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Eighth Sunday after Pentecost

Our devotional reading for today focuses on the Gospel text and comes from LifeLight: Matthew, Part 1—Leaders Guide.

Scripture Readings

Deuteronomy 7:6–9
Psalm 125
Romans 8:28–39
Matthew 13:44–52

Read the propers for today on lutherancalendar.org.


Nothing in the world can compare with the precious gifts that Christ brings to us in His Kingdom. Our Lord, who gave up everything on the cross, now shares with us the unending riches of His forgiveness and life eternal.

Devotional Reading

In [Matthew] chapter 13 Jesus illuminates the Kingdom once again through teaching. And He introduces parables as a method of teaching. The parable, familiar to rabbinic teaching, is an earthly story with a heavenly meaning. Jesus used the everyday landscape of Palestine as a source for His parables—farming, fishing, wedding feasts, and so forth. Parables convey a single important truth with the other details helping to reinforce the single point of comparison. While the illustrative details can be easily understood, the meaning sometimes goes deeper and eludes understanding.

After explaining the parable of the weeds and wheat, Jesus tells two more brief parables with a similar message. Like the parable of the sower, they deal with Christ’s kingdom of grace as it relates to the working of God’s grace in the heart and mind of the individual believer. . . .

In Palestine people often secured their treasure by burying it in the ground, especially when unstable political situations threatened foreign conquest. The man in the parable discovers buried treasure and values it so highly that he sells all to buy the field and claim the treasure.

This parable teaches the joy of discovering the kingdom of heaven as God’s great gift to us through Jesus the Messiah. Its value exceeds that of any other possession. Therefore, we are willing to give up everything else for the priceless joy of receiving the Kingdom. Paul says it well in Philippians 3:8, “I consider everything a loss compared to the surpassing greatness of knowing Christ Jesus my Lord, for whose sake I have lost all things. I consider them rubbish, that I may gain Christ.”

Jesus continues with another brief parable (vv. 45–46). “Again, the kingdom of heaven is like a merchant looking for fine pearls. When he found one of great value, he went away and sold everything he had and bought it.” Pearls were very much prized by the ancient world because of their beauty and value. The man in the parable finds one of surpassing beauty and value, far beyond the other fine pearls. He was willing to sell everything to buy this special pearl. This parable makes the same point as the previous one. The Kingdom is so beautiful and precious that nothing else compares. By God’s grace we give up activities and possessions that interfere with God’s rule in our lives. . . .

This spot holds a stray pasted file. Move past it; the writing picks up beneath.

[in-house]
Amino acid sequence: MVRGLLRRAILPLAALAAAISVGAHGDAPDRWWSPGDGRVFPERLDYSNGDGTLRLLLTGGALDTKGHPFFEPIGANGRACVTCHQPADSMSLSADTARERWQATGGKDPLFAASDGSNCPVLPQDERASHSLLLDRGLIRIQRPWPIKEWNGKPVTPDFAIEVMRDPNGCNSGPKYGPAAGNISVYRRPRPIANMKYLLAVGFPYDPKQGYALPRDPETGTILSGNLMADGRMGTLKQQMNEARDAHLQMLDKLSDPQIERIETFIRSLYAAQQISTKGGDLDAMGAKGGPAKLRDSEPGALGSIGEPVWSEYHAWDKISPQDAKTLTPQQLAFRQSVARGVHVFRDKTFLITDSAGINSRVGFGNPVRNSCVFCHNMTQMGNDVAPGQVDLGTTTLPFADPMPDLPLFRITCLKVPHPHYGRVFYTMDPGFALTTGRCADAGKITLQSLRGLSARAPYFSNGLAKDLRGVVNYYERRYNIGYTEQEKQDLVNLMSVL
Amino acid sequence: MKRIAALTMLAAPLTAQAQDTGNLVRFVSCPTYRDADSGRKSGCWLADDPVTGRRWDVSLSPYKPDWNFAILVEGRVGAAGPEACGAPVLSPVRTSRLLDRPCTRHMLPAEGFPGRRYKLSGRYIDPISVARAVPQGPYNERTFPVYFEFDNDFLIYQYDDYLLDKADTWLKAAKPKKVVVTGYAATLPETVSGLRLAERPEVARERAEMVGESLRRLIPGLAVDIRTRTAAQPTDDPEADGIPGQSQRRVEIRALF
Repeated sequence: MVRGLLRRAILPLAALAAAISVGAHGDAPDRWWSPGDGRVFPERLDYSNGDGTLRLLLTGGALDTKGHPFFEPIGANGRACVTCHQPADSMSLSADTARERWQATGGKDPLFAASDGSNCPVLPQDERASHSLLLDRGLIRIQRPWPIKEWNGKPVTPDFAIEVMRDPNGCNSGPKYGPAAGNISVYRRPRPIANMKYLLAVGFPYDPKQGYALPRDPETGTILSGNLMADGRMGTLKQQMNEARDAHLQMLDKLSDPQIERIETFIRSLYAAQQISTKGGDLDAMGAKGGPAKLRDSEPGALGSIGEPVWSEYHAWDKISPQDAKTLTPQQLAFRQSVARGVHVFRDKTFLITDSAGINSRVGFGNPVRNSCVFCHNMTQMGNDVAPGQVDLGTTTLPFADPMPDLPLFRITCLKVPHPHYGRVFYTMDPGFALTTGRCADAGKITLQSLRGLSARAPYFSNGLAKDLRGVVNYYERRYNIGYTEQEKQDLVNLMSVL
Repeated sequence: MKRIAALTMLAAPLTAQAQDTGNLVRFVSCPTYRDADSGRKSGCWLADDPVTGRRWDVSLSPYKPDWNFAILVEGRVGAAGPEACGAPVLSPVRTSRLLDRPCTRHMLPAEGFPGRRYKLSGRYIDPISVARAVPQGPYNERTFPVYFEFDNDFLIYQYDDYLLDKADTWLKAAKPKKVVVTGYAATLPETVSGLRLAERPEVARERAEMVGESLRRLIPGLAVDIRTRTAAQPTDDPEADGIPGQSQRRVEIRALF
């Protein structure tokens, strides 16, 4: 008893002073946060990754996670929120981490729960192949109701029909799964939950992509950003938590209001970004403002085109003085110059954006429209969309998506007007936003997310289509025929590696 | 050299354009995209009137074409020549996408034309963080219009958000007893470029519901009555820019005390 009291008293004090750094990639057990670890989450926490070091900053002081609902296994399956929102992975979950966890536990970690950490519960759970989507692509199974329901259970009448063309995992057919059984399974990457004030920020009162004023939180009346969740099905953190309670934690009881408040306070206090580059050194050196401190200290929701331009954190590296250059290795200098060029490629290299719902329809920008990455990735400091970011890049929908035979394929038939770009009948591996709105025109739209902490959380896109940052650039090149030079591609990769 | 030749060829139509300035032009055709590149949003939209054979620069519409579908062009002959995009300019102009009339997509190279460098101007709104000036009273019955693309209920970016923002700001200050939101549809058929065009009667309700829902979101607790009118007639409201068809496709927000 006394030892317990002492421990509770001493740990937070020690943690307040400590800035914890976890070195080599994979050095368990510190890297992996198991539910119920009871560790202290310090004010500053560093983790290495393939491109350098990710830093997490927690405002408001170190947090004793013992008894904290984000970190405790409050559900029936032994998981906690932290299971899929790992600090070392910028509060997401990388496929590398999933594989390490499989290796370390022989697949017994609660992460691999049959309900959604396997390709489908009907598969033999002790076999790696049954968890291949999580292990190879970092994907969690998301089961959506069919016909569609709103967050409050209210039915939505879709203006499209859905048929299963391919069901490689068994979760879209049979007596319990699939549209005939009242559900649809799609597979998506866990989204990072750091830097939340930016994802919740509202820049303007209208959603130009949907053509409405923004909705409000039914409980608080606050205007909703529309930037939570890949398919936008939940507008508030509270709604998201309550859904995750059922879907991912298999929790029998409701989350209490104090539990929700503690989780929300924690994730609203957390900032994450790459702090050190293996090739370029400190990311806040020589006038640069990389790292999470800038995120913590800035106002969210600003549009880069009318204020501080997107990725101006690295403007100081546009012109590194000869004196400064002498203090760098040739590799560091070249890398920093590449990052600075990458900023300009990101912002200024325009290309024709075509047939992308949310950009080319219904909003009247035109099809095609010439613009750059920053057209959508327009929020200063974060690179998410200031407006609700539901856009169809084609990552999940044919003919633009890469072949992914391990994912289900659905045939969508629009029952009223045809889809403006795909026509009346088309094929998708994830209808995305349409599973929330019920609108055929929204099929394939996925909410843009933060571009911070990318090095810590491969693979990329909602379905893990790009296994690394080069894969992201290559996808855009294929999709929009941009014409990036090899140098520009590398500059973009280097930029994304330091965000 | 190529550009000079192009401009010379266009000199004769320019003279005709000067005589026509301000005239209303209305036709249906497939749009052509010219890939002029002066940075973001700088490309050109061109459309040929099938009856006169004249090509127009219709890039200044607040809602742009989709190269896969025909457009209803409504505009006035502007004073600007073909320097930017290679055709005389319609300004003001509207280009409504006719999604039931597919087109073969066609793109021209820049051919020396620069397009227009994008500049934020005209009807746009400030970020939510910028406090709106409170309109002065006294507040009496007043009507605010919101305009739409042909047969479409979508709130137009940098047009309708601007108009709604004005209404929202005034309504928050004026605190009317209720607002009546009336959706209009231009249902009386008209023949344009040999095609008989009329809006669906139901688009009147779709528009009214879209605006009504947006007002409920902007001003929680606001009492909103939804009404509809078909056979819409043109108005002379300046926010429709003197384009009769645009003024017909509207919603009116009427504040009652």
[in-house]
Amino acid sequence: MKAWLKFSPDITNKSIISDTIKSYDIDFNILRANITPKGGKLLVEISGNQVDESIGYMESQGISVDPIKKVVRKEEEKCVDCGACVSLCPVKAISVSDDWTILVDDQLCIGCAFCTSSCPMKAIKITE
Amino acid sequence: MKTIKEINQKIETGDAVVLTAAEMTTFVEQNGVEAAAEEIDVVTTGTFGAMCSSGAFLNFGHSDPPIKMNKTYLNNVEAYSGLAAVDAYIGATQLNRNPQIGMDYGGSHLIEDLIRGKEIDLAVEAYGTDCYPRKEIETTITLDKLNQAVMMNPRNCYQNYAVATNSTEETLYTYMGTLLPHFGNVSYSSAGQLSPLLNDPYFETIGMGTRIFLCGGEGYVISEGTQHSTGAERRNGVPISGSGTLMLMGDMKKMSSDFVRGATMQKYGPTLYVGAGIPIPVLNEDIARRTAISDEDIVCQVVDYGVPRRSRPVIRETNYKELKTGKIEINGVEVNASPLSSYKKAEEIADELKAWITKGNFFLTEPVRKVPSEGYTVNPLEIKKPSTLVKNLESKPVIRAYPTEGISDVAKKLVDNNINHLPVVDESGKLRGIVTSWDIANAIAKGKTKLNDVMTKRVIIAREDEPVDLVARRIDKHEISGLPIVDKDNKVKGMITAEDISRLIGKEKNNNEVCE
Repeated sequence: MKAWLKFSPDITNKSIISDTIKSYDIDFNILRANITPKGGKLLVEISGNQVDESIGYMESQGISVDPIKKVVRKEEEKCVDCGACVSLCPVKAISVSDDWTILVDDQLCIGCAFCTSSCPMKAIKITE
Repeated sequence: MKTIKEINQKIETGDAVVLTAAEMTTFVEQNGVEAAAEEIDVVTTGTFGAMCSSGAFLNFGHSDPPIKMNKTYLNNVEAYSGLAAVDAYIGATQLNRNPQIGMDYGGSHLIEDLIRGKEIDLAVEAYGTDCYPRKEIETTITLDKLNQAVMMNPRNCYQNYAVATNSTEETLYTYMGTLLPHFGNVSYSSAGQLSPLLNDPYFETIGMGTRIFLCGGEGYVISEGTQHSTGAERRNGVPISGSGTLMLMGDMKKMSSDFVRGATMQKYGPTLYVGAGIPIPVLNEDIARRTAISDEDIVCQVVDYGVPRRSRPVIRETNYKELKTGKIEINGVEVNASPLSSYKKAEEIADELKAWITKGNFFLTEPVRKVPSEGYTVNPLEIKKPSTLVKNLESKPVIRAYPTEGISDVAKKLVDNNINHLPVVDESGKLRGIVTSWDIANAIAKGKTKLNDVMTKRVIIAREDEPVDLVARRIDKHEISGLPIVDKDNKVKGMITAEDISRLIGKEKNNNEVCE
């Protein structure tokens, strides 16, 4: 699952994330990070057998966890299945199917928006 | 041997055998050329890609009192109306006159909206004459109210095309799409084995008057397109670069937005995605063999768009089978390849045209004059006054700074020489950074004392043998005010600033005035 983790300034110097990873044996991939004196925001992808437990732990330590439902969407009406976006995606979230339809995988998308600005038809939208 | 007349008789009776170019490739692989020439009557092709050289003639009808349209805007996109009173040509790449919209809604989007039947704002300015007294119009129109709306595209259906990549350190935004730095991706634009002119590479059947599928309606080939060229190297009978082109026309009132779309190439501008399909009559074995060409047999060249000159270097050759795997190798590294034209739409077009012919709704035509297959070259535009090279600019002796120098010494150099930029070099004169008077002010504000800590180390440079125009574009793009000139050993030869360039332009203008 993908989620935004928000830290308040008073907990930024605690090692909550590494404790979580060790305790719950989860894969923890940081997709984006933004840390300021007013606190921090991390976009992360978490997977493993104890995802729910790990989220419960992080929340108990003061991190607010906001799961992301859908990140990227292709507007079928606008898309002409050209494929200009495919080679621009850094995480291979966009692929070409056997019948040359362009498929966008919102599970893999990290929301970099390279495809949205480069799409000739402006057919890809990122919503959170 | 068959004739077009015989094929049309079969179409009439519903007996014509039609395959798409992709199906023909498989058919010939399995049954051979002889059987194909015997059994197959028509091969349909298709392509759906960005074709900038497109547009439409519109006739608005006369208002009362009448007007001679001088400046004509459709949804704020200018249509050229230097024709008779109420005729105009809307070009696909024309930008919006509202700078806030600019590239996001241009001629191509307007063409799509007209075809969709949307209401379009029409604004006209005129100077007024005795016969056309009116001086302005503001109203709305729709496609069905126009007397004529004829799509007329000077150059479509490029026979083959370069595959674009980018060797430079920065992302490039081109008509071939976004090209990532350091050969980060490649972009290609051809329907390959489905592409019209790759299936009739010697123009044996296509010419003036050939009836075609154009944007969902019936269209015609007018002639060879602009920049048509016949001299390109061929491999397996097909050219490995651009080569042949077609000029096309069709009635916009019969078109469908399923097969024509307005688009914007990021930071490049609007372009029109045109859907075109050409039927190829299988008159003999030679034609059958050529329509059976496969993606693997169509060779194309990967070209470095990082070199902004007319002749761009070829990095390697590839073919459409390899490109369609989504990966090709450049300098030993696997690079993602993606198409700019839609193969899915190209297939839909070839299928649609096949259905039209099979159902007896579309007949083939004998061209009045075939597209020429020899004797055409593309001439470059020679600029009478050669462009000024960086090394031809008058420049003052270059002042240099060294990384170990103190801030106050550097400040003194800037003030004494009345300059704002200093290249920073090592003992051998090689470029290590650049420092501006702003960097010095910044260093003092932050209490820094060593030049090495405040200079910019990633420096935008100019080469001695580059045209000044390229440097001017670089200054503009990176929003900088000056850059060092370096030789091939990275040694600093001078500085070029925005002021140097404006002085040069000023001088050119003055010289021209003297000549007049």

Certainly we possess great riches of the Kingdom by learning from Jesus’ parables in Matthew 13. We have learned the message of God’s kingdom fulfilled in the life, death, and resurrection of Jesus the Messiah. We know that the Spirit is alive today in Word and Sacraments. The Kingdom action continues through us. We anticipate the total revealing of that Kingdom at the Last Day, when we move into eternity with the Son of Man. Truly He has unlocked secrets of the Kingdom through parables.

Devotional reading is from LifeLight: Matthew, Part 1—Leaders Guide, pages 54, 56–57 © 1999 Concordia Publishing House. All rights reserved.

Scripture quotations from the ESV® Bible (The Holy Bible, English Standard Version®), copyright © 2001 by Crossway, a publishing ministry of Good News Publishers. Used by permission. All rights reserved.


Hymn is “From God Can Nothing Move Me,” hymn 713 from Lutheran Service Book. Video © 2017 Concordia Publishing House. All rights reserved.


Written by

Anna Johnson

Deaconess Anna Johnson is a marketing manager at Concordia Publishing House. After graduating from the deaconess program at Concordia University Chicago, she continued her studies at the University of Colorado—Denver in education and human development. She has worked as a church youth director and served a variety of other nonprofit organizations, such as the Lutheran Mission Society of Maryland. Anna loves playing video games and drinking a hot cup of tea almost as much as she loves her cat and her husband.



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